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Report: 2018 was California’s worst year of fire ever

More than 1.8 million acres of California were burned by wildfires in 2018, compared with last year’s total of 1.3 million

By Joseph Serna
Los Angeles Times

No state had it worse with wildfires last year than California, a federal report confirmed.

According to the National Interagency Coordination Center’s year-end statistical roundup, more than 1.8 million acres of California were burned by wildfires in 2018, compared with last year’s total of 1.3 million acres, officials said.

“That’s the highest in the recorded history of California,” said Scott McLean, spokesman for the California Department of Forestry and Fire Protection.

More than 100 people were killed and 17,000 homes and 700 businesses were destroyed in the state. Firefighters were called to more than 8,000 fires last year.

“It’s a surprise it’s that amount, but in a sense because of what I’ve seen over the last year, no it’s not,” McLean said. “It’s what we’ve been living through.”

The last time California had the most acres burned of any state in the nation was 2003, when a series of fires killed dozens and scorched more than 750,000 acres in a matter of weeks.

Last year’s Carr fire in Shasta and Trinity counties killed eight people and burned 230,000 acres in late July.

The Mendocino Complex fire in Lake and Mendocino counties blackened 459,000 acres and killed one firefighter. It was the largest fire in state history.

Then in early November, the Woolsey fire broke out in Ventura and Los Angeles counties while thousands of Northern California residents in Paradise fled for their lives from the Camp fire, which killed 85 people.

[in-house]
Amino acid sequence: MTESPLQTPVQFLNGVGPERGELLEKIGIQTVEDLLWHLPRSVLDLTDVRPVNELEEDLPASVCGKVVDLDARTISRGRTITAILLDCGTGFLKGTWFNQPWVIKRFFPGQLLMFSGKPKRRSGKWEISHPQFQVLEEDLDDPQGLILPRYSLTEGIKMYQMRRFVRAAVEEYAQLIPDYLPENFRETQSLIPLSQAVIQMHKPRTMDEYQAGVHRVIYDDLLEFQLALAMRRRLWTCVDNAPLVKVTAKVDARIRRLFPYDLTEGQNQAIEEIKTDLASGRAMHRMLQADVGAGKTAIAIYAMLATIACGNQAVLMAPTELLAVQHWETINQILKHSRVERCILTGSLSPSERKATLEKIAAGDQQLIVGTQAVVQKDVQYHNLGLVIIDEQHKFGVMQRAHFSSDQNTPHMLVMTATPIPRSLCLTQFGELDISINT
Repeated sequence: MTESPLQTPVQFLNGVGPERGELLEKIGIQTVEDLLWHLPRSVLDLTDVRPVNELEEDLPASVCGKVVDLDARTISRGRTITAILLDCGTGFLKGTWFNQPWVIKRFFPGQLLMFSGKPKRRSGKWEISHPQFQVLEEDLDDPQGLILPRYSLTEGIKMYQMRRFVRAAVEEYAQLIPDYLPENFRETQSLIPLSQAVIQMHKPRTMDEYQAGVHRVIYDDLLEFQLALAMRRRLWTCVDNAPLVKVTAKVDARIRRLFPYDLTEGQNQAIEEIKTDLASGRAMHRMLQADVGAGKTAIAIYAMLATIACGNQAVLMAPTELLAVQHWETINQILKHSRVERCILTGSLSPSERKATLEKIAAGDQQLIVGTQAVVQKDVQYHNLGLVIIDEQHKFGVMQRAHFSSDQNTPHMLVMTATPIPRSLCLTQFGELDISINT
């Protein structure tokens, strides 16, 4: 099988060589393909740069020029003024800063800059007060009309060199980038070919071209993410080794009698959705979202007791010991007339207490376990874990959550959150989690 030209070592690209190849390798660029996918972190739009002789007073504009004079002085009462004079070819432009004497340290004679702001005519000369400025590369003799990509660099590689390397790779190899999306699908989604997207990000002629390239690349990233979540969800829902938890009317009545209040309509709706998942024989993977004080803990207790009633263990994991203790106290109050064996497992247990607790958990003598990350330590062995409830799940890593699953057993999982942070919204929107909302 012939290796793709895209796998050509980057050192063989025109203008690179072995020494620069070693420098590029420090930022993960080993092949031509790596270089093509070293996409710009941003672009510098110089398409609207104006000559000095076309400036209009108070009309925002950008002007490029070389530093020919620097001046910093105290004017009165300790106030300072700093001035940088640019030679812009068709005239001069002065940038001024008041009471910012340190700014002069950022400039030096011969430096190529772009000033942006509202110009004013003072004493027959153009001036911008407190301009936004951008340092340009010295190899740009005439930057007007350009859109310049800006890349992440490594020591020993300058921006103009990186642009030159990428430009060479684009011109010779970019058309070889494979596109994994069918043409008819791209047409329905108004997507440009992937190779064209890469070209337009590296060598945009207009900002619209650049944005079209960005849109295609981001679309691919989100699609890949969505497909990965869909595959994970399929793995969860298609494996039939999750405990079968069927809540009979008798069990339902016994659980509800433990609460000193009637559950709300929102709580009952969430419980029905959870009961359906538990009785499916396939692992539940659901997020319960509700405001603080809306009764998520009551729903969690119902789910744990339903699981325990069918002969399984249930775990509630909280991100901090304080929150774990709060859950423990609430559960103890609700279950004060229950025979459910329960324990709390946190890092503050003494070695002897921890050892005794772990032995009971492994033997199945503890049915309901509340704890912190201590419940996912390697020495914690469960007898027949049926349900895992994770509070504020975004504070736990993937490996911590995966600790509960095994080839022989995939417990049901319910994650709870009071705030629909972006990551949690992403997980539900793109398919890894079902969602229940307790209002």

Those two fires burned a combined 250,000 acres and destroyed most of the homes lost in California last year.

About half the acres burned in the state in 2018 were on federal land with the rest on a mix of private, county and state lands, the report said. California accounted for 21 percent of all acres burned in the United States last year.

The fires were stoked by winds and fed on dead brush and trees left over from years of severe drought. This year’s wet winter is promoting even more fuel to grow, McLean said.

Federal and state fire agencies have said they are redoubling their efforts to reduce the wildfire threat in California with prescribed burns and treatments. In a report released this past week, Cal Fire listed dozens of forest management projects it wants to complete around vulnerable foothill and mountain communities to stave off the next Paradise or Santa Rosa.

“It’s not going to stop when we complete these projects,” McLean said. “This program has to continue forever. It’s an ongoing process from here on out.


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